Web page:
We’ve All Deceived Ourselves About Why We're Fighting In Afghanistan

The Long March
Subscribe 36 U.S. Marine Corps Lance Cpl. Lucas E. West, 2nd Battalion, 7th Marines, rejects an Afghan civilian role player's offer for flowers at Range 220, Marine Corps Air Ground Combat Center, Twentynine Palms, Calif., April 13, 2014.
Jared Keller

It took me a long time to work out what was going on in Afghanistan. What I saw in front of me—everyone’s behaviour—did not match any of the narratives describing the war. This mess was thrown into stark relief when I observed British company commanders in charge of the predominant fighting unit, a company of approximately 120 soldiers. My job was to train and advise such commanders, and I often worked with them from pre-deployment to the end of their tours in Afghanistan.

Before going to Afghanistan these men spoke, and mostly believed, in an ideologically defined war. By this, I mean the contemporaneous ideology in the army, the organizing principle to our actions: counter-insurgency. The population was the prize to be won, and the Taliban were a scourge on that population. In other words, they felt it really was about democracy, women’s rights, and defeating the extreme Islamist ideology of the Taliban.

This idealism never, except in very rare cases, survived the first casualty. Then, subtly, the rhetoric would change, and the war would be stripped back to its essentials: killing the other side, and making sure that your comrade had not died in vain. The war became more visceral. I also saw something else: teams pulling together in a way that I have not seen before or since. This dissonance also extended to the people trying to kill us. It was most obvious with so-called insider attacks when the Afghan army or police that we were trying to train and mentor turned their guns on us. At first, we explained these as ideologically motivated: the Taliban had ‘got to’ certain recruits, and their ideology had caused them to attack us. But, in all the instances that I investigated, there had always been a previous incident involving the killer. Perhaps one of their trainers had slighted them, or they had endured some other humiliation; perhaps revenge had been inspired by something, like their brother’s accidental killing in a coalition airstrike.

More widely than this, the people who shot at us daily were described as Taliban who, to a greater or lesser degree, were motivated by either religion or Islamist ideology. Yet, again, when I looked into it, I would find that small groups were motivated by feuds over land or were avenging a dead relative. Militias were fighting to keep the police out of their areas because the police stole their opium; people fought because the rest of their village was fighting. The ideology of jihad was merely a justification for a multiplicity of disputes over more immediate concerns.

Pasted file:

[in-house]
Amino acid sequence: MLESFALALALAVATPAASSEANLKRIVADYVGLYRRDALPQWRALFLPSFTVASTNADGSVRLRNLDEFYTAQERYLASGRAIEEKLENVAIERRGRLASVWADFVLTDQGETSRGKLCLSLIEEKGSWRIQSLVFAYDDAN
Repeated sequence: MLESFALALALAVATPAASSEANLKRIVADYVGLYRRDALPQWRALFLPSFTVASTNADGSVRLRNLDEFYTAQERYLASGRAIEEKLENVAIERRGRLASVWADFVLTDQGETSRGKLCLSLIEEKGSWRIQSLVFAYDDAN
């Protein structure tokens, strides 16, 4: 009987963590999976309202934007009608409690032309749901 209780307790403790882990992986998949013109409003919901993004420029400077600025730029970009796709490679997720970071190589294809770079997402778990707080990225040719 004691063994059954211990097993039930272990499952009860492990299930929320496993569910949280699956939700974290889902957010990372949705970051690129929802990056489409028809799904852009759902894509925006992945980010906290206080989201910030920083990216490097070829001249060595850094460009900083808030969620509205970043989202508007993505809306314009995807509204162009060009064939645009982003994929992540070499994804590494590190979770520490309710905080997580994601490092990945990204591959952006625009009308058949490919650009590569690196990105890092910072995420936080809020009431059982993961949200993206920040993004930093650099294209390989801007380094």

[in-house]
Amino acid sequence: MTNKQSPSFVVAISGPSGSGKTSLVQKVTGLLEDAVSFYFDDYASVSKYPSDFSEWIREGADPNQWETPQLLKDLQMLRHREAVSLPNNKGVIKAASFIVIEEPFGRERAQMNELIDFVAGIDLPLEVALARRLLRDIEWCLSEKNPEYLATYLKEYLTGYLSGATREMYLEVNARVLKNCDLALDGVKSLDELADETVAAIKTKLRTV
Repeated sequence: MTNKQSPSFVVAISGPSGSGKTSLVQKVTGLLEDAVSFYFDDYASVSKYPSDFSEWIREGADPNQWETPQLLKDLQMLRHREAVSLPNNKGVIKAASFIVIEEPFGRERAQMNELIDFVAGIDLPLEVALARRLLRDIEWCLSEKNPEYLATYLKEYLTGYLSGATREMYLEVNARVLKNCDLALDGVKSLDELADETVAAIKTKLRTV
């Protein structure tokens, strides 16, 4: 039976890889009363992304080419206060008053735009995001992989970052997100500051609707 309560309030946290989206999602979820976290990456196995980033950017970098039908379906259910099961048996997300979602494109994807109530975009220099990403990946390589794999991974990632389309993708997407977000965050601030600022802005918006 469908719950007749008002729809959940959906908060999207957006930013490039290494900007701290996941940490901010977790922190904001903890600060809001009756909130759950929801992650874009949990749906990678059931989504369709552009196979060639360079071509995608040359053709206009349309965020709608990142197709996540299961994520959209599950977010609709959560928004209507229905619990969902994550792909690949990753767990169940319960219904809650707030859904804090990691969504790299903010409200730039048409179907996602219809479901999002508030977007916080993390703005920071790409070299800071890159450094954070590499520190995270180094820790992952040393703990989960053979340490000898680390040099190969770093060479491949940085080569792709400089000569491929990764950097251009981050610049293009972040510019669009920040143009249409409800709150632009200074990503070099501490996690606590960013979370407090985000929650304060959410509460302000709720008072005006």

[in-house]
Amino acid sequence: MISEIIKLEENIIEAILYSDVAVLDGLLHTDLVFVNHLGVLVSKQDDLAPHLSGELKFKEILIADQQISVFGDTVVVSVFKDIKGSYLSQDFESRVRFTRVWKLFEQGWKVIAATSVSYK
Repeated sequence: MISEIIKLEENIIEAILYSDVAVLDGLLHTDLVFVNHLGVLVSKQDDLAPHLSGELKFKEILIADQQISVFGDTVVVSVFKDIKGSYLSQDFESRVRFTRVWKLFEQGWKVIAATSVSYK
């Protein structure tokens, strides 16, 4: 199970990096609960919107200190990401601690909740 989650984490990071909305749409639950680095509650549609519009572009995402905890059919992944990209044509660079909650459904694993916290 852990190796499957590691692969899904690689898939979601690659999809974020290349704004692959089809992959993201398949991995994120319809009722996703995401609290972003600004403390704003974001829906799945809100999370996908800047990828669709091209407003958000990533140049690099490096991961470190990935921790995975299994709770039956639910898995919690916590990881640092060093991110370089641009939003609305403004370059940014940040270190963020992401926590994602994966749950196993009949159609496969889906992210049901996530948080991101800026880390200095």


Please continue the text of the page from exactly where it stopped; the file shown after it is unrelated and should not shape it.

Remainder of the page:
This dissonance between what we said and what we saw was clear to many who fought the war. But, in a classic case of cognitive dissonance minimization, we ignored evidence that did not fit our prisms for understanding the war. The UK ambassador to Afghanistan at the time, Sir Sherard Cowper-Coles, described it to me as ‘self-deception’—he felt that we all saw what we wanted to see. We all self-deceived to a greater or lesser degree.

For all the combatants, the frameworks of the Afghan war(s) (1978–) represented an ideological landscape of attraction. For the NATO soldiers, had they unpicked a foundational premise of the war—for example, that we and the Afghan government were on the same side, and that appalling police behavior was an aberration rather than the norm—this would have led to the unraveling of a whole host of other narratives about the war, including our position within it in support of the Afghan government. I term this the self-psychological security argument. It was impossible to question the explanatory frameworks surrounding the war without removing our own raison d’être for being there.

The ideological narratives fitted the essence of the war extremely loosely, and actors on all sides cherry-picked evidence from their respective ideological frameworks. Truly, the underlying driver of the war remained the survival of each actor and their immediate group. So how did all these frameworks, narratives and ideas interact with the main point of the war: to survive? Essentially, the character of the war was one of manipulation, specifically four manipulations used by pretty much all of the Afghan actors: side-switching, betrayal, denunciation, and collaboration.

This meant that—during every era of the conflict—Afghans pursued their own personal and group interests, yet justified them in the dominant ideological narrative of the outsiders. Thus, an old personal enemy would be described to the foreigners as a Talib, or a Mujahed, in order to get the foreigners to kill them. When actions of the foreigners were deemed to impinge upon the interests of a particular Afghan actor, appeals would be made to the defense of Islam. In short, pursuit of personal interest—accruing power (status) and allies (belonging) in order to survive—was always justified by the prevailing ideological framework.

Excerpted, with permission, from Mike Martin’s Why We Fight, published by Hurst. © Mike Martin, 2018. All rights reserved.

Mike Martin is a visiting research fellow at the Department of War Studies, King's College London, having previously studied biology at Oxford. Between these experiences, he served as a British Army officer in Afghanistan. He is the author of An Intimate War: An Oral History of the Helmand Conflict, Crossing the Congo: Over Land and Water in a Hard Place, and most recently, Why We Fight.

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